Jesse Benton, right, looks on as then-Rep. Ron Paul signs the back of a framed Constitution at a GOP meeting in Nevada in 2011.National Journal

Jesse Benton, who's currently running the Rand Paul-sanctioned America's Liberty PAC, has been indicted on charges of "conspiracy, causing false records to obstruct a contemplated investigation, causing the submission of false campaign expenditure reports to the Federal Election Commission (FEC) and engaging in a scheme to make false statements to the FEC."

John Tate, the founder of America's Liberty PAC, and Dimitrios Kesari, a deputy national campaign manager during Ron Paul's 2012 presidential campaign, were also indicted.

According to the Department of Justice, Tate, Benton and Kesari all engaged in a pay-for-endorsement scheme during Ron Paul's 2012 presidential run. The Iowa state lawmaker at the center of the alleged scandal, Kent Sorenson, pleaded guilty to related charges in 2014.

Sorenson had initially endorsed Republican presidential contender and then-Rep. Michele Bachmann, but according to court documents was approached to switch his endorsement in 2011. The DOJ charges that he was paid "in monthly installments of approximately $8,000 each and ultimately amounted to over $70,000."

In order to try and escape scrutiny, the DOJ alleges that payments to Sorenson were recorded as "as campaign-related audio-visual expenditures" to Film Production Company. Then the money was transferred from film group to another business that Sorenson owned.

According to the official indictment, presidential contender Rand Paul had no idea about the arrangement. A spokesperson for Paul's presidential campaign said that the indictment has nothing to do with Paul's campaign, but the indictment was politically motivated.

"Senator Rand Paul is disappointed that the Obama justice department chose to release this just prior to the highly anticipated first Republican presidential debate," read the statement. "It certainly appears suspiciously timed and possibly, politically motivated. Additionally, these actions are from 2012 and have nothing to do with our campaign."

After allegations swirled that Sorenson had engaged in a pay-for-endorsement scheme, the DOJ accuses staffers of seeking to keep Sorenson quiet.

"The conspirators arranged for Sorenson to issue public statements denying allegations that he was offered money for his endorsement and noting that the campaign committee's FEC filings would show that it made no payments to Sorenson," court documents show.

In September 2013, media outlets began reporting on an ongoing investigation into the alleged incident. At that point, according to documents, Kesari flew to Omaha, Nebraska and then made his way to Sorenson's house to discuss the best way to reduce the paper trail of the transactions.

After verifying that "neither was wearing a recording device," Kesari asked Sorenson to either "return" or "alter" the initial $25,000 check. According to the indictment, Sorenson would not agree to do that.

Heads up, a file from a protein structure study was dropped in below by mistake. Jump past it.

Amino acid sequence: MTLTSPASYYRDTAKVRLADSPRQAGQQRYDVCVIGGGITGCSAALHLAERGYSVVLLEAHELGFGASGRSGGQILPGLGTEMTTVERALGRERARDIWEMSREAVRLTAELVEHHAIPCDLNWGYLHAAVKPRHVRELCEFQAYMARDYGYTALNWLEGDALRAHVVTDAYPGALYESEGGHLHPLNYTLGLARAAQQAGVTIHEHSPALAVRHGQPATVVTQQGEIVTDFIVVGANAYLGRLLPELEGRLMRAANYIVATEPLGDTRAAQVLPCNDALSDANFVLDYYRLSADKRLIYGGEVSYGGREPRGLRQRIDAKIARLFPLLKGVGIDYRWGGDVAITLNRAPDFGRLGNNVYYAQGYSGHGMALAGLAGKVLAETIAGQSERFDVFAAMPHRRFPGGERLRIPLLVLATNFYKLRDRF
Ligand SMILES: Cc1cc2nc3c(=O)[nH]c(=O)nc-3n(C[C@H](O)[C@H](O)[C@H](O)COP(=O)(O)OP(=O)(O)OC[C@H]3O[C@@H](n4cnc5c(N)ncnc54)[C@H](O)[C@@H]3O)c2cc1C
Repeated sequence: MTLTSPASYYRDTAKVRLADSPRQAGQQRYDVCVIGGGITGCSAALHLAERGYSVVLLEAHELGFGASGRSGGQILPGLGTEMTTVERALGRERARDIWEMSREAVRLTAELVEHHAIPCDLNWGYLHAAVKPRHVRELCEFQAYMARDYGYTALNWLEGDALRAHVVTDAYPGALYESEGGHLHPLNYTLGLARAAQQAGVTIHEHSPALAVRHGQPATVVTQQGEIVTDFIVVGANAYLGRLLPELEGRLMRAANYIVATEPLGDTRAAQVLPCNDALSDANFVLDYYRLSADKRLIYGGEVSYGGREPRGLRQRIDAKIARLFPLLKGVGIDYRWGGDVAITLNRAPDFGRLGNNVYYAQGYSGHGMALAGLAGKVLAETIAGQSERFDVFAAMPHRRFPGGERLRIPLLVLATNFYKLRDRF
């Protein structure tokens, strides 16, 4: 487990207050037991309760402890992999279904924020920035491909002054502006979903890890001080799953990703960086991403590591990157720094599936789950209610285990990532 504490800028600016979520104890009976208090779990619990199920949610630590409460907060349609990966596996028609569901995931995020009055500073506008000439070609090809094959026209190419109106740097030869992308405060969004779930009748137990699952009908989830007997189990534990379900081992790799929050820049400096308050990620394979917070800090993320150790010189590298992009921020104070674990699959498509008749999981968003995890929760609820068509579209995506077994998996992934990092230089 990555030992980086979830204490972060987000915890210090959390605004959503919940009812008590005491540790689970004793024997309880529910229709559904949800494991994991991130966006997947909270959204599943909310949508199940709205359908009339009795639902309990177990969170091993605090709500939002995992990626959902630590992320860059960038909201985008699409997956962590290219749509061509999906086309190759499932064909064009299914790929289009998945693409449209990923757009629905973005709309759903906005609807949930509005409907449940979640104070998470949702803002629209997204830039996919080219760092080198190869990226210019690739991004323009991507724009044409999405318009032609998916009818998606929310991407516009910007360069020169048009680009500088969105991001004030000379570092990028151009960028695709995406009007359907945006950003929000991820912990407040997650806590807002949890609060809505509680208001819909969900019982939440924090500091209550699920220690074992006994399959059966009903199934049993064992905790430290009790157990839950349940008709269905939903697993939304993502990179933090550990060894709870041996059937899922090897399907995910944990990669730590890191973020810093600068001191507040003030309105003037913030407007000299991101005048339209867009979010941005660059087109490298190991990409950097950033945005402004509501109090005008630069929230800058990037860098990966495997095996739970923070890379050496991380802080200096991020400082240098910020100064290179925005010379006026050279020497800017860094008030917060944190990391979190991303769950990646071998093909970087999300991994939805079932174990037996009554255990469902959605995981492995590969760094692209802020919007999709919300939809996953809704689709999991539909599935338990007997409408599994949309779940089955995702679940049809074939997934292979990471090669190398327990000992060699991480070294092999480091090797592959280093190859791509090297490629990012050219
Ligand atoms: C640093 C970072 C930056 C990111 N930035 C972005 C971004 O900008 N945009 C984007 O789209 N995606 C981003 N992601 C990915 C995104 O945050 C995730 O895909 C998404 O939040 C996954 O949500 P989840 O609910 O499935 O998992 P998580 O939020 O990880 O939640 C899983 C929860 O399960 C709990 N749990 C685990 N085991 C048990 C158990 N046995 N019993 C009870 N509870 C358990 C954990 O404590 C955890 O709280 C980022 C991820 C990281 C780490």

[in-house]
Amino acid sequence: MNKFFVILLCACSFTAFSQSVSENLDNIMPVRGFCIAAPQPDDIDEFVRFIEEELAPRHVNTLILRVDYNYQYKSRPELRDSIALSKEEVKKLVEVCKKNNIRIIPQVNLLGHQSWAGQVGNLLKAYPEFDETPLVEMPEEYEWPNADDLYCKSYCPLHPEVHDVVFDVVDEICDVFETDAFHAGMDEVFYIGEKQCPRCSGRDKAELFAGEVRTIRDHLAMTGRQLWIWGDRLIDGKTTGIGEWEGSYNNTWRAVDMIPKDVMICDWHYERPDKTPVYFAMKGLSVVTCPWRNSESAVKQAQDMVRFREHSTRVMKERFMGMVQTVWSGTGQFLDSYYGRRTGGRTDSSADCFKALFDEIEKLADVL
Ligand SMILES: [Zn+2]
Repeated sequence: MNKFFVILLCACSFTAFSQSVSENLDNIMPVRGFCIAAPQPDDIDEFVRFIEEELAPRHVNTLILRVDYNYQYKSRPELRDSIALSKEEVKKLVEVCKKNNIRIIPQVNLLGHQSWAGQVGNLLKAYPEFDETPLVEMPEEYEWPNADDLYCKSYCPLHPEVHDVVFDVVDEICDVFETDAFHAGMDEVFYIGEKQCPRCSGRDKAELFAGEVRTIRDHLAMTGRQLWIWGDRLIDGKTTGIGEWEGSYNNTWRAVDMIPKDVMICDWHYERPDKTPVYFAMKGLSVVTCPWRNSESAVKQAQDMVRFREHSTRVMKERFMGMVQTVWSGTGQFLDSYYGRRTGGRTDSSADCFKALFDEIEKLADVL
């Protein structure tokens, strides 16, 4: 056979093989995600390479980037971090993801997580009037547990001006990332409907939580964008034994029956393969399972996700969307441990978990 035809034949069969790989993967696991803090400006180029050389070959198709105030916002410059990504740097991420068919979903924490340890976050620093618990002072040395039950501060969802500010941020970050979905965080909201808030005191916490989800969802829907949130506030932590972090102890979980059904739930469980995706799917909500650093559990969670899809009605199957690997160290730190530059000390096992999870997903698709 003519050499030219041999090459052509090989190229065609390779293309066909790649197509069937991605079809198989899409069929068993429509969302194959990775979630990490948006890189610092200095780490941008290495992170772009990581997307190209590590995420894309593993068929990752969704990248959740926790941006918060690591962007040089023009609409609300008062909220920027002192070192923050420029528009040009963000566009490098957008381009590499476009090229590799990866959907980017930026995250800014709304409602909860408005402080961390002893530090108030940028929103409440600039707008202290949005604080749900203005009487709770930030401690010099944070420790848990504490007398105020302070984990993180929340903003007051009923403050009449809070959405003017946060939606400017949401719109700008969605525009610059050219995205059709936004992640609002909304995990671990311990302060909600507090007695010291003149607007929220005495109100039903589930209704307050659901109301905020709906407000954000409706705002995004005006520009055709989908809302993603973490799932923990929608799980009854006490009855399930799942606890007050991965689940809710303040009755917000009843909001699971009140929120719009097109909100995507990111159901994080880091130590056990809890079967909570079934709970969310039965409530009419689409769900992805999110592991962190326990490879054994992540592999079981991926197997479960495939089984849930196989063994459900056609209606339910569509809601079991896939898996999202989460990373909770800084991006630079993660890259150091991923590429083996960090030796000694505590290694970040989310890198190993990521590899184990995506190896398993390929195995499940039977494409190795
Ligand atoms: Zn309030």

Reached by phone on Wednesday, Kesari told National Journal: "Can't talk. There's a gag order on it. I can't talk." When asked what he meant by a gag order, Kesari said, "It's an Iowa thing, I guess. I don't know."

The DOJ alleges that Benton first lied under oath to the FBI in July of 2014. In a subsequent session a day later, Benton said "I'm not splitting hairs, Sorenson was not getting paid."

Benton has worked for both sitting Kentucky senators. He managed Rand Paul's 2010 campaign for Senate, and in 2014, Benton signed on as campaign manager for Senate Majority Leader Mitch McConnell. Benton received $500,000 — more than twice McConnell's Senate salary — for his work on the campaign. But shortly before the election, Benton resigned from the campaign because of the ongoing investigation into the pay-for-endorsement scheme from 2012.

In a 2014 interview with a Kentucky news station, Rand Paul defended Benton's record. "I think Jesse is honest, he's good at politics and I don't think he's done anything wrong," Paul said at the time.

The younger Paul noted that Benton, who is married to Ron Paul's granddaughter, is close to his family. "Jesse is married to my niece and was a big help in the Kentucky election here in 2010 and a big help for Sen. McConnell," Rand Paul said in the same interview. "And, yes he'll help us."

In a statement sent out Wednesday afternoon, Ron Paul implied that the DOJ indictment was a veiled political attack on his son's presidential campaign, according to BuzzFeed's Rosie Gray:

Roscoe Howard, Benton's attorney, also accused the Department of Justice of attacking his client for political reasons.

"We are deeply disappointed to learn of today's indictment by the Department of Justice," Howard said in a statement, according to the Washington Post. "Jesse Benton, a prominent conservative Republican, has cooperated with the government during its multi-year investigation. That this indictment is now suddenly announced on the eve of the first Republican Presidential debate strongly supports our belief that this is a politically motivated prosecution designed to serve a political agenda, not to achieve justice. Mr. Benton is eager to get before an impartial judge and jury who will quickly recognize this for what he believes it is: Character assassination for political gain."


Andy Kroll contributed to this article

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